More US troops to Iraq; special forces considered

Associated Press

Associated Press Videos

Militants Post Images of Mass Killing in Iraq

Militants Post Images of Mass Killing in Iraq

Militants Post Images of Mass Killing in Iraq

Now watching

Next video starts in : 7 Play

Militants Post Images of Mass Killing in Iraq

Militants Post Images of Mass Killing in Iraq
Replay video
Up next

Yahoo News Speical Report: Analysis of #NetanyahuSpeech to Congress

Yahoo News Speical Report: Analysis of #NetanyahuSpeech to Congress Up next

Yahoo News Speical Report: Analysis of #NetanyahuSpeech to Congress

WASHINGTON (AP) — The U.S. is urgently deploying several hundred armed troops in and around Iraq and considering sending an additional contingent of special forces soldiers as Baghdad struggles to repel a rampant insurgency, even as the White House insists anew that America will not be dragged into another war.

President Barack Obama notified Congress Monday that up to 275 troops could be sent to Iraq to provide support and security for U.S. personnel and the American Embassy in Baghdad. About 170 of those forces have already arrived and another 100 soldiers will be on standby in a nearby country until they are needed, a U.S. official said.

While Obama has vowed to keep U.S. forces out of combat in Iraq, he said in his notification to Congress that the personnel moving into the region are equipped for direct fighting.

And separately, three U.S. officials said the White House was considering sending a contingent of special forces soldiers to Iraq. Their limited mission — which has not yet been approved — would focus on training and advising beleaguered Iraqi troops, many of whom have fled their posts across the nation's north and west as the al-Qaida-inspired insurgency has advanced in the worst threat to the country since American troops left in 2011.

The moves come at the White House wrestles with an array of options for helping Iraq repel a Sunni Muslim insurgency that has captured large swaths of territory collaring Baghdad, the capital of the Shiite-led government. In a rare move, U.S. officials reached out to Iran Monday to discuss ways the long-time foes might help stop the militants known as the Islamic State of Iraq and the Levant.

The conversations took place on the sidelines of separate nuclear negotiations taking place in Vienna, Austria. U.S. officials quickly tamped down speculation that the discussion might include military coordination or consultation, though Secretary of State John Kerry said in an interview with Yahoo! News that the U.S. would "not rule out anything that would be constructive."

Kerry stressed that any contacts with Iran would move "step-by-step."

Taken together, the developments suggest a willingness by Obama to send Americans into a collapsing security situation in order to quell the brutal fighting in Iraq before it morphs into outright war.

The White House said the forces authorized for support and security will assist with the temporary relocation of some staff from the Baghdad embassy. The forces are entering Iraq with the consent of that country's government, the White House said.

Pentagon press secretary Rear Adm. John Kirby said the troops on standby could "provide airfield management, security, and logistics support, if required." They could work with embassy security teams or operate as a stand-alone force as directed.

Officials would not say where the soldiers would be on standby, but It is likely they would be in Kuwait, which was a major basing ground for U.S. troops during the Iraq war.

If the U.S. were to deploy an additional team of special forces, the mission would almost certainly be small. One U.S. official said it could be up to 100 special forces soldiers. It also could be authorized only as an advising and training mission — meaning the soldiers would work closely with Iraqi forces that are fighting the insurgency but would not officially be considered as combat troops.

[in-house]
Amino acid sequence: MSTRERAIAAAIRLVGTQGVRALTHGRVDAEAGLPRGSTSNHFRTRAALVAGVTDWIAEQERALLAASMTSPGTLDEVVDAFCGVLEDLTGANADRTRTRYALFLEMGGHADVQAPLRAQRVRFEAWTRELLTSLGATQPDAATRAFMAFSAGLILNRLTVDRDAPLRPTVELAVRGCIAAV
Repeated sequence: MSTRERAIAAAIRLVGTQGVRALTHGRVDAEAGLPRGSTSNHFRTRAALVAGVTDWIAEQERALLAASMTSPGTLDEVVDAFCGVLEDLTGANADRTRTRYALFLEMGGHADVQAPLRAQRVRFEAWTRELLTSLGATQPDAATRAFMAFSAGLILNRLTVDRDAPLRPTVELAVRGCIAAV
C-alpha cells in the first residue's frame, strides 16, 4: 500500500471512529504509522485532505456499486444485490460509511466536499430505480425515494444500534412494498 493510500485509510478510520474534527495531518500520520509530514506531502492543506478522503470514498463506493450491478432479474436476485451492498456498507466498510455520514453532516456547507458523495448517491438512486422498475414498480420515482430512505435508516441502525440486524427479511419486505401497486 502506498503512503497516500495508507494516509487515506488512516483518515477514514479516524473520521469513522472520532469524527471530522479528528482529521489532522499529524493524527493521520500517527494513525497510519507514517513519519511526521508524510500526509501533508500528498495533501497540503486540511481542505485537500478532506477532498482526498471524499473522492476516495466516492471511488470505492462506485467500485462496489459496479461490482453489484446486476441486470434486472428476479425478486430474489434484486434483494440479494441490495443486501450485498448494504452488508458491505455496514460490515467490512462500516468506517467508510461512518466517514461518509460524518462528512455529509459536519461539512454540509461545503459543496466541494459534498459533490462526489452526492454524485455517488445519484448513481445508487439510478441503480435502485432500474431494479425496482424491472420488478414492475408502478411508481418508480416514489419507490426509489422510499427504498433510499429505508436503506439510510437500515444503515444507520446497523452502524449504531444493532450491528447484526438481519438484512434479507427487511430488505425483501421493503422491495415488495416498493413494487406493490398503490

The White House would not confirm that special operations forces were under consideration. But spokeswoman Caitlin Hayden said that while Obama would not send troops back into combat, "he has asked his national security team to prepare a range of other options that could help support Iraqi security forces."

It's not clear how quickly the special forces could arrive in Iraq. It's also unknown whether they would remain in Baghdad or be sent to the nation's north, where the Sunni Muslim insurgency has captured large swaths of territory collaring Baghdad, the capital of the Shiite-led government.

The troops would fall under the authority of the U.S. ambassador in Baghdad and would not be authorized to engage in combat, another U.S. official said. Their mission would be "non-operational training" of both regular and counter terrorism units, which the military has in the past interpreted to mean training on military bases, the official said.

However, all U.S. troops are allowed to defend themselves in Iraq if they are under attack.

The three U.S. officials all spoke on condition of anonymity because they were not authorized to publicly discuss the plans by name.

Obama made the end of the war in Iraq one of his signature campaign issues, and has touted the U.S. military withdrawal in December 2011 as one of his top foreign policy successes. But he has been caught over the past week between Iraqi officials pleading for help — as well as Republicans blaming him for the loss of a decade's worth of gains in Iraq — and his anti-war Democratic political base, which is demanding that the U.S. stay out of the fight.

While the White House continues to review its options, Iran's military leaders are starting to step into the beach.

The commander of Iran's elite Quds Force, Gen. Ghasem Soleimani, was in Iraq on Monday and consulting with the government there on how to stave off insurgents' gains. Iraqi security officials said the U.S. government was notified in advance of the visit by Soleimani, whose forces are a secretive branch of Iran's Revolutionary Guard that in the past has organized Shiite militias to target U.S. troops in Iraq and, more recently, was involved in helping Syria's President Bashar Assad in his fight against Sunni rebels.

In fighting on Monday, the insurgents seized the strategic city of Tal Afar near the Syrian border, and an Iraqi army helicopter was shot down during clashes near the city of Fallujah west of Baghdad, killing the two-man crew, security officials said.

In the short term, the U.S. and Iran both want the Shiite-led government of Prime Minister Nouri al-Maliki stabilized and the Sunni-led insurgency stopped. But in the long run, the United States would like to see an inclusive, representative democracy take hold in Iraq, while predominantly Shiite Iran is more focused on protecting Iraq's Shiite population and bolstering its own position as a regional power against powerful Sunni Arab states in the Gulf.